UBS floor guy Art Cashin has a great preview of today’s Fed announcement.
Here are the key points:
- The conventional wisdom is that the Fed will only extend Operation Twist (selling short end bonds, buying more long end, and keeping the balance sheet the same size.
- The market will sell off on the news.
- At 2:00 PM, the Fed will significantly lower its economic outlook.
- At his 2:30 press conference, Bernanke will be very explicit about his willlingness to do more in the imminent future.
Below is Cashin’s full comment, and you can see here for a full preview of what Wall Street expects >
May I Have The Envelope, Please – This afternoon the FOMC will announce its decision on policy. At 2:30, Chairman Bernanke will hold a press conference to expand on that and take questions from reporters. The conventional wisdom is that the Fed will extend Operation Twist.
If that were so, we think the market would be disappointed. We also think that Mr. Bernanke knows that. Mr. Bernanke, throughout his tenure has scrupulously tried not to surprise the market. He has tried to make the Fed more transparent in order to avoid the risk of surprise.
Yet, Mr. Bernanke also knows that every Fed initiative is not greeted universally with open arms. The QE initiatives and even Twist have been criticised by some for producing spikes in commodities and even food prices. Within the FOMC itself, there are said to be critics who feel the recent efforts have run into the law of diminishing returns.
So, Mr. Bernanke is in a bit of a quandary. The economy may need some easing. The markets want more easing. Prior efforts, however, have not achieved the desired effect and may even have produced some unintended negative consequences.
That quandary was very much like the one that Bernanke was addressing in that speech back in 2002. So, once again we went to the file to go over the checklist. On page 5 of the speech, after introducing the concept of ultimately addressing deflation by the process of printing more dollars, Mr. B went back to monetary policy:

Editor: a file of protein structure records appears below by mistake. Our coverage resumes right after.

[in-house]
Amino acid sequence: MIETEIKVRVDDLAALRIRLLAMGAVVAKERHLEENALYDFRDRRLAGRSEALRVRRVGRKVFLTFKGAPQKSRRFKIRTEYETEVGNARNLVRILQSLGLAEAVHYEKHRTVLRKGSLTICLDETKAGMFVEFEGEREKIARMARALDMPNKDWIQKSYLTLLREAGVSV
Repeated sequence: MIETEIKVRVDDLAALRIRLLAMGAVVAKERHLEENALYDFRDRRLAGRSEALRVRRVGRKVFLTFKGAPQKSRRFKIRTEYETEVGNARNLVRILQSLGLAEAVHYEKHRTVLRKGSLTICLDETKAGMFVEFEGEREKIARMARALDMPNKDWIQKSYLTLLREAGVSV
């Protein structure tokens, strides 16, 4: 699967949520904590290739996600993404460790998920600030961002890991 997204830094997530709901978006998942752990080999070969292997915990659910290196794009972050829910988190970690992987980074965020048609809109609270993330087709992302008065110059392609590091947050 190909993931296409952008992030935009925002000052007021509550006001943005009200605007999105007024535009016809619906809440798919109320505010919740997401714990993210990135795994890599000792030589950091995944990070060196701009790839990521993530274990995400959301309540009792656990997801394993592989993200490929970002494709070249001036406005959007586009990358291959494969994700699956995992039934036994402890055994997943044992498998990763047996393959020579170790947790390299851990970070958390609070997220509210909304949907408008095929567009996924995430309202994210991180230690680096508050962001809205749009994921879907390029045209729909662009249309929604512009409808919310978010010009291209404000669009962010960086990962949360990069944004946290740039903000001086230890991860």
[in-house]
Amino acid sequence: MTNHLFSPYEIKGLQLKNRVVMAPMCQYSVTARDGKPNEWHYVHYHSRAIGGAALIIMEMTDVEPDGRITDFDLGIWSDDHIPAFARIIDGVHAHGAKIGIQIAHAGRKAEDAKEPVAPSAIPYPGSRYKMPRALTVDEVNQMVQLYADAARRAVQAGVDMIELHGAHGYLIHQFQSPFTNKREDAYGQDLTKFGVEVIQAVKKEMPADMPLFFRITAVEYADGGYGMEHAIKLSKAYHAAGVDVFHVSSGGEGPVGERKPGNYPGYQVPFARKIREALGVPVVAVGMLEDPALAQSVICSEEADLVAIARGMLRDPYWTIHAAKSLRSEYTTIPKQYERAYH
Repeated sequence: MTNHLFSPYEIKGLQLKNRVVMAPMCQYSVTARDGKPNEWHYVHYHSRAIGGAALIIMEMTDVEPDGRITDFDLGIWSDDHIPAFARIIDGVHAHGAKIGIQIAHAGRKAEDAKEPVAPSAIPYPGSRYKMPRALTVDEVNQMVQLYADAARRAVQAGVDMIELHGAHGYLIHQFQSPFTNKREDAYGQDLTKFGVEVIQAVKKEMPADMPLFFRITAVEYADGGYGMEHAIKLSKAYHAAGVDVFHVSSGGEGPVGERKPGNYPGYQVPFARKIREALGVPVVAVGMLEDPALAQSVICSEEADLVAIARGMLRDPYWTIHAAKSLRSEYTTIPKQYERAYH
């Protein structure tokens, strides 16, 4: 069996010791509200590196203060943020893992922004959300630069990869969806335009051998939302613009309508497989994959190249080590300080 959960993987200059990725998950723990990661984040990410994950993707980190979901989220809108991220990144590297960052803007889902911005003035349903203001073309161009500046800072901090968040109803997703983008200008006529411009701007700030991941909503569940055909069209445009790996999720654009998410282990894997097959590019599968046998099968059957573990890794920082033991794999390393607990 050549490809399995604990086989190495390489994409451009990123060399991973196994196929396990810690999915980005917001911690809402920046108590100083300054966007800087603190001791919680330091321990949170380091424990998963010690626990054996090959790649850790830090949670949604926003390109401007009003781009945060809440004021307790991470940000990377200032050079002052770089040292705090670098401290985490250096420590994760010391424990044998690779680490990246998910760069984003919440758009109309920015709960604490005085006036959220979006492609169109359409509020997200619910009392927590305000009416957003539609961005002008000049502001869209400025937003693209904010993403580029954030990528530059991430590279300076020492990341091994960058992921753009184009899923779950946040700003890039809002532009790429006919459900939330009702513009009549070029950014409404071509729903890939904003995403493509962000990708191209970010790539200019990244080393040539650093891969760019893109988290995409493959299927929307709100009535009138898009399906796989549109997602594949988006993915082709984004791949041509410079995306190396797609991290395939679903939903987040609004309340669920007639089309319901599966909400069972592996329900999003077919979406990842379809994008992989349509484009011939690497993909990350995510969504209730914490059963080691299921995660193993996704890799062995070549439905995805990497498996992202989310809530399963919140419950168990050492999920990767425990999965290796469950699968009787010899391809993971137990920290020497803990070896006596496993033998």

Of course, the U.S. government is not going to print money and distribute it willy-nilly (although as we will see later, there are practical policies that approximate this behaviour).8 Normally, money is injected into the economy through asset purchases by the Federal Reserve. To stimulate aggregate spending when short-term interest rates have reached zero, the Fed must expand the scale of its asset purchases or, possibly, expand the menu of assets that it buys. Alternatively, the Fed could find other ways of injecting money into the system–for example, by making low-interest-rate loans to banks or cooperating with the fiscal authorities. Each method of adding money to the economy has advantages and drawbacks, both technical and economic. One important concern in practice is that calibrating the economic effects of nonstandard means of injecting money may be difficult, given our relative lack of experience with such policies. Thus, as I have stressed already, prevention of deflation remains preferable to having to cure it. If we do fall into deflation, however, we can take comfort that the logic of the printing press example must assert itself, and sufficient injections of money will ultimately always reverse a deflation.
Mr. Bernanke then details other means to lower rates further out in the yield curve (Operation Twist) and suggests buying mortgage paper along the curve.
If those measures fail, the bank could circuitously get money to private companies. The means would be to lend money to banks, interest free for 90 days or 180 days, taking as collateral private paper of the same duration. He then returns to the concept of devaluing the dollar and cites success of that effort in the early 1930’s.
And, finally, in a separate speech back then, Mr. Bernanke suggested that the Fed might announce a wider tolerance for inflation. That might spur some of the money to mobilize as folks bought “stuff” fearing the price might rise.
So where will we go today?
Look for the Fed to lower its forecasts, perhaps significantly, at 2:00. Then at the 2:30 press conference (or maybe even in the statement) look for the Fed to dangle a big carrot – some semi-specific course of action that would be put in place if the labour markets continue to worsen.
Net/net, he needs to keep the door wide open and maybe outline certain milestone “triggers” that will allow the Fed to act later in an election year without being accused of being overtly political.
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